The In-Between

The In-Between

Navigating transitions – personal, professional, societal – can be tricky work.

So often when we find ourselves in that liminal space – the space in-between where we were and where we’re going – we want an answer. We want a clearly defined destination, proof that we won’t languish in the in-between forever.

We want certainty that everything will be ok.

Part of this is because liminal spaces are often filled with uncomfortable emotions; loss, grief, uncertainty.  Sometimes in-between spaces are also unstable, financially and socially, generating fear and anxiety.

It’s natural that we want a way through and beyond these experiences.

But another part of why we resist them is that we often think they hold less value than the spaces that come before and after.  That they’re a ‘holding point’, more than an alchemic space, and if we can just get where we’re meant to be going, the problems will be solved, solutions found and Hey presto! Everything is fixed!

But liminal spaces can’t be rushed.

Often in the liminal our old beliefs have been stripped away, we’re made to reckon with our identity and our views of the world.

They’re a time of gestation, allowing us to arrive to the other side expanded, renewed and hopefully with a larger embrace of the world than we had before.

The question better asked of liminal spaces is not how quickly we can exit them, but how deeply we can inhabit them.

How willingly we engage in the process of letting go, of holding lightly what is close to us, and accepting what is unknown, and unknowable.

Because we’re all navigating transitions; careers, relationships, landscapes, seasons, houses, bodies, identities, politics.

Societally, climate change has already determined that we will transition – whether we do so willingly or not, and whether to something more beautiful or not.

And what lays before us is born not out of the past, but out of how deeply and honestly we can inhabit the space in between.  

So if you find yourself navigating a liminal space right now, here are some reflection prompts to help:

  1. What’s asking to be held a little lighter?
  2. If nothing in my life were to change, what qualities would I need to develop to embrace and welcome the space I’m in?

Laura x

PS: Want support navigating transitions in your life? Learn more about my coaching work here. 

Hope in an age of despair

Hope in an age of despair

Hope is a practice.

It is the stubborn commitment to believe in possibilities that we cannot yet see.

And in times of despair, we need hope more than ever.

But I’ve had so many conversations this week about hope; hope that seemed impossible to find, or naive to believe in.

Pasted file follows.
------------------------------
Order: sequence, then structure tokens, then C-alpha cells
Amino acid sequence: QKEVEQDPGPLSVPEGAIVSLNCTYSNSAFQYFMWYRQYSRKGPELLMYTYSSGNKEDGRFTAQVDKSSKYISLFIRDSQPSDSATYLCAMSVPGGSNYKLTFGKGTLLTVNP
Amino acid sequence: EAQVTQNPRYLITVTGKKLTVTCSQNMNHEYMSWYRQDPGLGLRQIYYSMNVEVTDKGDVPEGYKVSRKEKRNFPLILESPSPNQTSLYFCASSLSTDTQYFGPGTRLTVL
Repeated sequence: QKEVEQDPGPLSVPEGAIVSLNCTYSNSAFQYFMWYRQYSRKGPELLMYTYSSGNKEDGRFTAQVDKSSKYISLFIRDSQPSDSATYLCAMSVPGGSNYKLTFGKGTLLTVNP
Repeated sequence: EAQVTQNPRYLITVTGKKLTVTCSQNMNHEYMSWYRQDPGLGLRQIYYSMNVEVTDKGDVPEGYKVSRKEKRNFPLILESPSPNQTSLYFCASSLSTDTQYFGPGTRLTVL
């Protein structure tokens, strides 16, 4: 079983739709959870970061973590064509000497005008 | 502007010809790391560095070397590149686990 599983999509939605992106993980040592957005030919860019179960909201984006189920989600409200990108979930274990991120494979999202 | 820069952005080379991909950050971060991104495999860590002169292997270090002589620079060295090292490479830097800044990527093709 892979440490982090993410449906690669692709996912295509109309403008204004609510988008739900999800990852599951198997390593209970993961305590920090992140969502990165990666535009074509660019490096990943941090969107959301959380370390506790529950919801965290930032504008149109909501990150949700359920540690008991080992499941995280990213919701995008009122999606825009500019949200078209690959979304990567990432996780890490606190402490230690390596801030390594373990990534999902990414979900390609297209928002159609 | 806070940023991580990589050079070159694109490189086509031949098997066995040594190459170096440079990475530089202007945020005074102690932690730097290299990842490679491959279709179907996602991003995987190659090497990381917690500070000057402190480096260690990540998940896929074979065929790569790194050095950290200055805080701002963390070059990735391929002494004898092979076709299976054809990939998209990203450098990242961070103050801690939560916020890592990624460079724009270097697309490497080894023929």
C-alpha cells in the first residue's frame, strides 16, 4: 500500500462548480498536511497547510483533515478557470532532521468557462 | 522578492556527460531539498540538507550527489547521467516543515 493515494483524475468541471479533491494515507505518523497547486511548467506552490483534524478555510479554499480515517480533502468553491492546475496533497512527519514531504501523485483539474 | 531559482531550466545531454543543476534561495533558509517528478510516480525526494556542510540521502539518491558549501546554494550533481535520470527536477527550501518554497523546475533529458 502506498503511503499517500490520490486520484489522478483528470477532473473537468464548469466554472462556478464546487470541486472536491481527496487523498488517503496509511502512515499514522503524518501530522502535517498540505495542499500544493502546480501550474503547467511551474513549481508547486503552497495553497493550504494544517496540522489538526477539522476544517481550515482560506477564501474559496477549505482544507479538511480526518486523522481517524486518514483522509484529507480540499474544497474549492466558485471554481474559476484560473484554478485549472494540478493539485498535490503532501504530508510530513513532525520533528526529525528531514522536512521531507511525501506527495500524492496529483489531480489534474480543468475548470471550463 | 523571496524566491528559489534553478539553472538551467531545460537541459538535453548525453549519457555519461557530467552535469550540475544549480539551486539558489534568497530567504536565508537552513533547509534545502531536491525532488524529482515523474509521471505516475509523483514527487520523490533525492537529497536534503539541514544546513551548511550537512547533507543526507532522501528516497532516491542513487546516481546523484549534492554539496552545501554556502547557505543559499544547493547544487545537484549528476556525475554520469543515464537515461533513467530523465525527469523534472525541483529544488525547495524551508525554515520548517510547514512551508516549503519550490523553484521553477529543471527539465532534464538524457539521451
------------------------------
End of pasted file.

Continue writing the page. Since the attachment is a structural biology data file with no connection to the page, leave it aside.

Hope that lived slightly out of reach.

There was worry, what if I hope and things don’t turn out? What if I’m wrong? What if my heart breaks?

What if I’m seen as naïve or idealistic? What if people scoff?

There was despair; fear and pain pushing hope into the distance.  

Refuge sought in cynicism and armour.   

Guards at our heart to protect from disappointment.

The dull, bitter ache of apathy more tolerable than the sharp pain of life. 

But I believe in the power of hope.

Not a naïve positive thinking, detached from the pain of the world.

Not an innocent longing, that knows nothing of struggle. 

But a hope that is grounded in potential.

That knows there is a field with myriad possibilities; ones we may never see or touch but that nonetheless still exist.

I believe in a hope that is less feeling, and more practice. 

So, if you’re in need of a little hope this week, I invite you to explore these practices.

1. Beauty-Making: The practice of finding or making beauty wherever we are.

Maybe it’s in the clouds, the sky, the birds or flowers. Maybe you can help make it through art, an act of kindness, a delicious meal.  Maybe it’s a sunset or the lake at dusk. 

Hope and beauty are close friends.  Where can you find beauty today? How can you make it?


2. Imagine. Imagination is the lovechild of hope. If possibilities exist, what might they look like? What ‘third way’ can we find? Can we allow ourselves time to dream, play and create? 


3. Grieve. Hope is not detached from reality; we cannot feel hope without the fullness of our emotions.  And while hope often looks dark from the midst of grief, grief in an age of despair is a sign of our humanity.  It is the consequence of our love, and to offer it ritual and honour is part of what makes hope possible.  


4. Look backwards. We often think of hope as a forward looking thing – and it is.  But sometimes we generate most by looking backwards. 

Where in our lives has change seemed impossible?  Where has it happened anyway?

Where throughout history might change have seemed impossible? Where has it happened anyway?

Who have you thought to be impossible of change? How might they have changed anyway?

Life is made of possibility.


5. Surrender.  Part of our struggle with hope is our need to see the outcome.  Our need for things to be a certain way. Our need to not be wrong, to know with certainty that things will turn out – often with a nice, neat arc and ending.

We confuse hope with control, hope with certainty, hope with knowing, hope with a fixed ending, hope with utopia, hope with relief, hope with the end of anxiety… each time missing what hope really is. 

Because hope, at its most raw, is the willingness to live in a story that is not yet complete.

A story that we are not the only author of. 

And a story that never really ends.  

Laura x 

Gracious Limits

Gracious Limits

This is a Guest Post by Carol Wilson, the Founder and Transformative Conversation Guide for Table Grace which seeks to create space for life-giving, transformational conversations, story-sharing, and resourcing for individuals, families, small groups, congregations, and communities. For more information, contact CarolWilsonTableGrace@gmail.com.

Gracious Limits by Carol Wilson[1]Steve Hartman recently shared the story of 89-year-old Allen McCloskey in an On the Road segment for CBS News. Mr. McCloskey’s neighbors described him as a “special guy” who is “out there to help everybody.” Steve Hartman said he would make a great candidate for kindest American.